Survey: Large Number Of Parents Spy On Their Children On Facebook

Concerned about privacy on Facebook? If you're a teenager, you might want to look at your parents.

Truste LogoConcerned about privacy on Facebook? If you’re a teenager, you might want to look at your parents.

A new survey by privacy firm TRUSTe suggests that parents of Facebook-using teens actively monitor what their children post on the social networking site. One in 10 even secretly log into their kids’ accounts without permission.

The survey of 1,000 parents whose teenage children are actively using Facebook found people were generally pretty comfortable with the site’s privacy policies and settings. However, it seemed that this complacency might be based on false assumptions.

Eight out of 10 parents and 78% of teens either agreed or strongly agreed with the statement: “I feel in control of my personal information when using social networking websites.” Two out of three parents and seven out of 10 teens believe they understand privacy protection on Facebook and a majority of both groups (52% and 59% respectively) feel that the privacy settings are clear. Only 11% of parents and 6% of teens worry about privacy on Facebook.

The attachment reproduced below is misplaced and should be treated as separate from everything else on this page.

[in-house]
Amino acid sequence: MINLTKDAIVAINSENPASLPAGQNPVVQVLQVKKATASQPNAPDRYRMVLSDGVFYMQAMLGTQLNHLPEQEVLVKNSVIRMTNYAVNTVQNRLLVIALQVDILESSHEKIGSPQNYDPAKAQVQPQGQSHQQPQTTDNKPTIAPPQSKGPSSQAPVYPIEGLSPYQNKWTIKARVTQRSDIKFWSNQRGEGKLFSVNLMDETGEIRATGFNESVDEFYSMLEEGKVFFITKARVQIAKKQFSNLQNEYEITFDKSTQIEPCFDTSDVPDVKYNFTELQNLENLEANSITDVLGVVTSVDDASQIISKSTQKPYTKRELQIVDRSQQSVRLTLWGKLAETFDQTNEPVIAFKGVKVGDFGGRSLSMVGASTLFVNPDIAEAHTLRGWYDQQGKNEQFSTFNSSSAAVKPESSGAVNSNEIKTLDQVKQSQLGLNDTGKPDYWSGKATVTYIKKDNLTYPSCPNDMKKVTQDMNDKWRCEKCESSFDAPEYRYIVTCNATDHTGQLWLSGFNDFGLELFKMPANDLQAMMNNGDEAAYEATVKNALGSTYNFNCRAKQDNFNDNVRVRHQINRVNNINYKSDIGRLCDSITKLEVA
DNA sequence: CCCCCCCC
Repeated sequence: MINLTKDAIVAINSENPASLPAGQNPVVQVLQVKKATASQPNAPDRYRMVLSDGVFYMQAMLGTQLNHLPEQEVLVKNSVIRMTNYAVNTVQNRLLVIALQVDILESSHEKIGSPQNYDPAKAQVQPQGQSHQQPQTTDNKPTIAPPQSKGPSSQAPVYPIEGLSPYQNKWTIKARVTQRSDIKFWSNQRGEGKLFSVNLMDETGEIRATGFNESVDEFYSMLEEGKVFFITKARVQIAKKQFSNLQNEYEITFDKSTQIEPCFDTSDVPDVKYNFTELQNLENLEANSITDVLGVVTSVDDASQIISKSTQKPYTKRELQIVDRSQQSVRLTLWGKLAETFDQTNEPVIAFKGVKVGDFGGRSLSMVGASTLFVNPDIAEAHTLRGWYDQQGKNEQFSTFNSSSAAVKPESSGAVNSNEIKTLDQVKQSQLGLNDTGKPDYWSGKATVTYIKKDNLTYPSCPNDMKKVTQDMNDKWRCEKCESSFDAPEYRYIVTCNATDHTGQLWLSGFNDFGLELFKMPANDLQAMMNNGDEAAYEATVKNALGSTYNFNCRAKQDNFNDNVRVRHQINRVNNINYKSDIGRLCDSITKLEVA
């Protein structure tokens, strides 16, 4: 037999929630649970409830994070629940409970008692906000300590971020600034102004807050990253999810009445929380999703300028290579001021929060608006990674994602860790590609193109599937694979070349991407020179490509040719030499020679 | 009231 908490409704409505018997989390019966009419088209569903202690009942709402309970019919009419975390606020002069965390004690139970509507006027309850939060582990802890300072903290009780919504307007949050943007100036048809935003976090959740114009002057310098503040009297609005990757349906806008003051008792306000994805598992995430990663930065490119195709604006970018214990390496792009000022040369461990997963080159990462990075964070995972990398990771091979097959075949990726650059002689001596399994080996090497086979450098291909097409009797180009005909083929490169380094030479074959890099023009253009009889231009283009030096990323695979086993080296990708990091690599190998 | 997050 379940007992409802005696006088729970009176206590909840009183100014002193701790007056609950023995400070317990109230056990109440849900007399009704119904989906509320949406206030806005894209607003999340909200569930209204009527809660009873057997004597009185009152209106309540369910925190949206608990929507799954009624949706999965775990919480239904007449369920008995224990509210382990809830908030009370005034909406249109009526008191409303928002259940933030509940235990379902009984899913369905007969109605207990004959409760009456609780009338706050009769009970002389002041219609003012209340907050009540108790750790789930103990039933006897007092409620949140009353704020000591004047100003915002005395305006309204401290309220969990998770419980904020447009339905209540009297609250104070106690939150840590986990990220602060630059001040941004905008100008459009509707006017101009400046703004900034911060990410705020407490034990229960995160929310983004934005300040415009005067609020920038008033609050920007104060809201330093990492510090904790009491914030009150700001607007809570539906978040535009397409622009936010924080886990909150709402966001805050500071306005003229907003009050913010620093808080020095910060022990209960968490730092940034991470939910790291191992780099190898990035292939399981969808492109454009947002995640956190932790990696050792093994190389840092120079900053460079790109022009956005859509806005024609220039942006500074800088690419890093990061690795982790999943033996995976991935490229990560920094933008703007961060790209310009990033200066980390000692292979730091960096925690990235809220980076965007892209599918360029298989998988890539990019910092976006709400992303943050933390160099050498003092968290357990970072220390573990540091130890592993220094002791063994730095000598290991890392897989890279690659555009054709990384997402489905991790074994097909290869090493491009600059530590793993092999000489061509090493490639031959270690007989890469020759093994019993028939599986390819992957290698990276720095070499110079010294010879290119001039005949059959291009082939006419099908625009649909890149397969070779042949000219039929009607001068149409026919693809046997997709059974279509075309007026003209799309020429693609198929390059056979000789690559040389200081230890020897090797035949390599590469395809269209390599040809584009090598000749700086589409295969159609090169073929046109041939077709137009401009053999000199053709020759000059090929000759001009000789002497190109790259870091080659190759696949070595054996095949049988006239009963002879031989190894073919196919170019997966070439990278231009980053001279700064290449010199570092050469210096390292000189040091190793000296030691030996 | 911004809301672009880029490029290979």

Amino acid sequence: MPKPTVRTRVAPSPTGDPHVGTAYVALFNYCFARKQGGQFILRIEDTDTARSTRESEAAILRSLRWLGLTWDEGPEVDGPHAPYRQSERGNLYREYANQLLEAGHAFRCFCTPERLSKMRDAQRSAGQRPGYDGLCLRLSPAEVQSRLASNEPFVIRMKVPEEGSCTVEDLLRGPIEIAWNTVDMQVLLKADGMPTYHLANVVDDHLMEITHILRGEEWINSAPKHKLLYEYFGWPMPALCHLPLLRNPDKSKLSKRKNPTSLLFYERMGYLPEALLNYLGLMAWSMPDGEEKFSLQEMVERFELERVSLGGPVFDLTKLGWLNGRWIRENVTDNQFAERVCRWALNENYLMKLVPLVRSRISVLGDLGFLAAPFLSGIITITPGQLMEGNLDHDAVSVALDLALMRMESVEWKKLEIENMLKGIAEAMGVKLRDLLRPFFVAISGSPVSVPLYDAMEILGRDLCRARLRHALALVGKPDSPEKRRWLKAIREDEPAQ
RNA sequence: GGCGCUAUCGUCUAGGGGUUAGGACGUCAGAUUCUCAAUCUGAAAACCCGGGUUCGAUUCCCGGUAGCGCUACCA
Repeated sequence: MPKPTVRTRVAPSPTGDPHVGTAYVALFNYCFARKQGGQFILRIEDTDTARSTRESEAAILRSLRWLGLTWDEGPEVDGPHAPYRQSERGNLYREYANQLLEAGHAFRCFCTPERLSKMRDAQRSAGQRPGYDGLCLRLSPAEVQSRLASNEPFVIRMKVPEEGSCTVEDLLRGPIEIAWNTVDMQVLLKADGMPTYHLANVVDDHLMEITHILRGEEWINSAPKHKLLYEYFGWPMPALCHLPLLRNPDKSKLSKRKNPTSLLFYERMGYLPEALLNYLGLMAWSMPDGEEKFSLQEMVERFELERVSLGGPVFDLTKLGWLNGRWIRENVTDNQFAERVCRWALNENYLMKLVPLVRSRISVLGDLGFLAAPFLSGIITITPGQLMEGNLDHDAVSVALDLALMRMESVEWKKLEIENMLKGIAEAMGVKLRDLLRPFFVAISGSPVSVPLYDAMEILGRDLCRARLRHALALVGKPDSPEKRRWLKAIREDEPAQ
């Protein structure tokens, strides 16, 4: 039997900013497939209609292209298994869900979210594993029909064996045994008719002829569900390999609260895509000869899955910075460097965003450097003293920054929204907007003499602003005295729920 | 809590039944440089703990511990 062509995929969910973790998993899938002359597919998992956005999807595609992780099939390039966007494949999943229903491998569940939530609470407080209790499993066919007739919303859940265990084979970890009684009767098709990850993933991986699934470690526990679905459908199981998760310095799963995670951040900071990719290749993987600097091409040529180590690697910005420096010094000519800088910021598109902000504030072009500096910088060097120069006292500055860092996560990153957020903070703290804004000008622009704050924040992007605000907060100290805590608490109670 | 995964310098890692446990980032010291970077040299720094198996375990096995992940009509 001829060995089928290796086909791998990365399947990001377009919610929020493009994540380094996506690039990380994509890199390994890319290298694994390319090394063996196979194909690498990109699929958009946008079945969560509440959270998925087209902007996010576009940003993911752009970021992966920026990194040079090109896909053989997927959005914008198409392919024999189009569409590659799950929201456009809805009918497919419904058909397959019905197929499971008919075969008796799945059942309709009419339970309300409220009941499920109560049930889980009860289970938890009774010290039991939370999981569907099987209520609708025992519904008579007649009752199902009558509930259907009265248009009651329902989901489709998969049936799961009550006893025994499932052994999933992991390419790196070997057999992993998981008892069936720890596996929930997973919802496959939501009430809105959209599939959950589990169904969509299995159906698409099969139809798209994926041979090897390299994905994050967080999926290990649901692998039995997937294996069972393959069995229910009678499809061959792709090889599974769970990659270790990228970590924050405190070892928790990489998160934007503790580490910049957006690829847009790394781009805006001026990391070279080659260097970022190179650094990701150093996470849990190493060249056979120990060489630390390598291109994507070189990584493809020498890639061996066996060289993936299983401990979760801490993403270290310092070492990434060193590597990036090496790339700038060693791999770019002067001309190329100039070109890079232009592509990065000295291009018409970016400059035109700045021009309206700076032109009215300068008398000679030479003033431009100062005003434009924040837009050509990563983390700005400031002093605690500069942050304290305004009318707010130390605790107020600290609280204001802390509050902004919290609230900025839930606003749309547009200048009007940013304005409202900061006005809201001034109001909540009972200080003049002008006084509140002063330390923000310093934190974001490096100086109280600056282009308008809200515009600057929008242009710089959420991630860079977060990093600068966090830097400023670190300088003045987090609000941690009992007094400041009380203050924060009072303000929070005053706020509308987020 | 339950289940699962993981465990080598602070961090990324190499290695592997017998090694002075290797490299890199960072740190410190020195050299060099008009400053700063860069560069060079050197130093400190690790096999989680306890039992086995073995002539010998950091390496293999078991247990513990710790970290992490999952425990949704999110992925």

Yet parents strongly felt that websites such as Facebook shouldn’t allow users to make their location/address, phone number, full name, email address and school publicly available. The survey also suggested that teens typically share more information than their parents think they do – though not by much – and that 68% sometimes accept friend requests from people they don’t know.

Parents feel that they should be given special privileges over their children’s accounts – the ability to erase status updates, for example. The vast majority of parents monitor their teenagers’ Facebook usage – 85% look at their profiles at least weekly. Two out of five parents have been given their children’s user name and password and a further one out of ten have obtained that access secretly (the survey doesn’t say how but my guess is perhaps by shoulder surfing or using auto-prompt in the password field). Younger teens and girls are the most likely to be monitored.

Most parents are at least Facebook friends with their children, especially their teenage girls. Nine out of 10 parents of girls are Facebook friends with them but only 82% for parents of boys. One third of teens actually helped their parents get on Facebook – with girls more inclined to be helpful (39% v 26%).

The results are interesting. Social networking and the balance between respecting your children’s privacy and keeping them safe is certainly a tricky thing for parents of teenagers to navigate. I’m not sure that the one in 10 parents who obtain passwords by stealth are doing the right thing though. There also seems to be a disconnect between perceptions and reality in that parents think Facebook’s privacy policies are good, yet they also think social networking sites shouldn’t allow people to publish their real names and locations. Navigating privacy issues between the generations is certainly a challenge that Facebook would never have faced back when it was purely a college networking site.